Novoloop Raises $11 Million in Series A; Plans to Upcycle Plastic Waste

As individuals, we dedicate a big chunk of our lives towards few selected pursuits. These pursuits can vary quite heavily in their nature, thus helping us diversify over time and become more complete. Now, when you experience something of that sort on a personal level, it also tends to spill across a bigger picture. Such a dynamic then leads you into a reality where, all of a sudden, your boundaries are expanded, and if we contextualize this through an example, we cannot pick anything more fitting than technology. In fact, technology wasn’t done just after widening our horizons, but it also gave us the means to utilize every new possibility. Equipped with a never-seen-before advanced setup, the world would go on to make some huge strides over the next few years. However, despite the serious progression, we’ll forget to give certain areas their due attention. For instance, while we were reveling in tech-driven upgrades, we somehow failed to notice how our actions were negatively impacting our environment. As a result, this problem got so big that soon enough we were doubtful about the very future of human life. Fortunately, though, we are now finally witnessing a shift in focus, and it is put on display rather effectively by a recently-concluded funding round.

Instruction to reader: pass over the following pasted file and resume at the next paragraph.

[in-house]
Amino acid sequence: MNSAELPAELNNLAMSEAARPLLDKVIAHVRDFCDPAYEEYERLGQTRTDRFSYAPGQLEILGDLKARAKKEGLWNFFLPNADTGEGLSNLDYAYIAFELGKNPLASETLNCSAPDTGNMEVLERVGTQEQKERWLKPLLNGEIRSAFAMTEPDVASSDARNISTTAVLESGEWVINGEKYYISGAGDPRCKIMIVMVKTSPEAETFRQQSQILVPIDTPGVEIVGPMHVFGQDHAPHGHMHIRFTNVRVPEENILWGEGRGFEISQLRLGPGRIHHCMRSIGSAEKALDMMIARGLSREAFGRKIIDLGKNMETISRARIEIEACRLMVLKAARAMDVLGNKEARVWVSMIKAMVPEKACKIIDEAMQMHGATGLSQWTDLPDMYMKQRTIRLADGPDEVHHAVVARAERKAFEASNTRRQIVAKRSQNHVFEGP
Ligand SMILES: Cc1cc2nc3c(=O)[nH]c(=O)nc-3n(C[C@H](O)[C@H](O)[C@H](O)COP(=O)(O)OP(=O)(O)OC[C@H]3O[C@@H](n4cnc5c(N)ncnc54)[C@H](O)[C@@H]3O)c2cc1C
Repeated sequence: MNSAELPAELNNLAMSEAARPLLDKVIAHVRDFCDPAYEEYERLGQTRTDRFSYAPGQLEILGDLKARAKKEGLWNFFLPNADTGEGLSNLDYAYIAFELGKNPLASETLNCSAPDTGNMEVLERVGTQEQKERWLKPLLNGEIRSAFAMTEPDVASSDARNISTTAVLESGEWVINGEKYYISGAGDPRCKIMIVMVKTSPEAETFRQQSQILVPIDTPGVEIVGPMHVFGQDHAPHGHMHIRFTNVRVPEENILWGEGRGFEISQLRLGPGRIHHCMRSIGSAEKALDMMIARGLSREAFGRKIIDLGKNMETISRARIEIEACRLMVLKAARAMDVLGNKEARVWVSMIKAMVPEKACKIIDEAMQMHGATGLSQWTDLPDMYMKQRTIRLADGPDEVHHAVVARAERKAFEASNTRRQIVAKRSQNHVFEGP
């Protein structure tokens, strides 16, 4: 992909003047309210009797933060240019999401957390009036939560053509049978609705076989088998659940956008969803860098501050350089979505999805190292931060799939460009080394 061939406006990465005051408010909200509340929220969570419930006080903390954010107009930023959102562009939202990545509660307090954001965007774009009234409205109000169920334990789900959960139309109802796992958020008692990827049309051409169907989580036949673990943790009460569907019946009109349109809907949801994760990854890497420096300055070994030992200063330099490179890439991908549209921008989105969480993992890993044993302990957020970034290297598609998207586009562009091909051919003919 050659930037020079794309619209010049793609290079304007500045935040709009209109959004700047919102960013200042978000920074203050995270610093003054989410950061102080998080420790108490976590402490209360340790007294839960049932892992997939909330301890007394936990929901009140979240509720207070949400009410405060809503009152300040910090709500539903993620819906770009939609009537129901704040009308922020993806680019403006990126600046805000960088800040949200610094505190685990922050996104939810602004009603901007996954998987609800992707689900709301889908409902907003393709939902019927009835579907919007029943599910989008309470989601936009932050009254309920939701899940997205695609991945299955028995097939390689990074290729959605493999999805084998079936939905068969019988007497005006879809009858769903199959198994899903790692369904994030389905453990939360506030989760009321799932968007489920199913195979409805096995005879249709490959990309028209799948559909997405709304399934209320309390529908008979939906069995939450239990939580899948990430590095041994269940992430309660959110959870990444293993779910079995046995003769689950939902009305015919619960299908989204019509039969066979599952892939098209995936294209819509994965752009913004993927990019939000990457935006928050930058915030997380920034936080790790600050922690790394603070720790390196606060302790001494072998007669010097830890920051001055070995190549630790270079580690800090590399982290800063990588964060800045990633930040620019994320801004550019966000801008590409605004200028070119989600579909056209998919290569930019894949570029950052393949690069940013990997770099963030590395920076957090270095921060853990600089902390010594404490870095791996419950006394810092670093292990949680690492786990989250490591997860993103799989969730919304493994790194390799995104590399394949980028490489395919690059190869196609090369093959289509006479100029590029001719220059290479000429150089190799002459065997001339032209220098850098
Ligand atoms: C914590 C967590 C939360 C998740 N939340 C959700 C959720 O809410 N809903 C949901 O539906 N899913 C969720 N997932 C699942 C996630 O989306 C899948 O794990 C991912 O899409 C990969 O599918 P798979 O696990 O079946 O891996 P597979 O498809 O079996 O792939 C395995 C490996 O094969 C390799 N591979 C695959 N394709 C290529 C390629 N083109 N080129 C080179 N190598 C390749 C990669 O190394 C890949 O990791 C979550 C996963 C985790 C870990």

Novoloop, a US based startup, has officially raised $11 million in Series A financing. Led by Envisioning Partners, the round saw close participation from the likes of Valo Ventures, Bemis Associates, SOSV, Mistletoe, and TIME Ventures. According to certain reports, the funding will be used to commercialize company’s in-house technology called ATOD™ (Accelerated Thermal Oxidative Decomposition). ATOD basically break down polyethylene into chemical building blocks that come with every bit of potential to become a high-value product. It sounds exceedingly simple, but the approach does solve a major environmental concern. For years, we have struggled to upcycle polyethylene plastic waste, thus triggering overwhelmingly dangerous pollution levels. So, if Novoloop can achieve even some ground-level success, it will really alter our destructive trajectory.

“Polyethylene plastic is the most common packaging used but is extremely hard to chemically change and break apart and turn into useful things. We cracked this by essentially adopting a new chemical approach to oxidize this polyethylene,” said Miranda Wang, co-founder and CEO of Novoloop.

The company’s is set to make its commercial debut through a product named Oistre™, which is a  thermoplastic polyurethane (TPU) used in footwear, apparel, sporting goods, automotive and electronics. As per shared specifications, it will operate within a carbon footprint that is 46% smaller than, let’s say, a conventional TPU.

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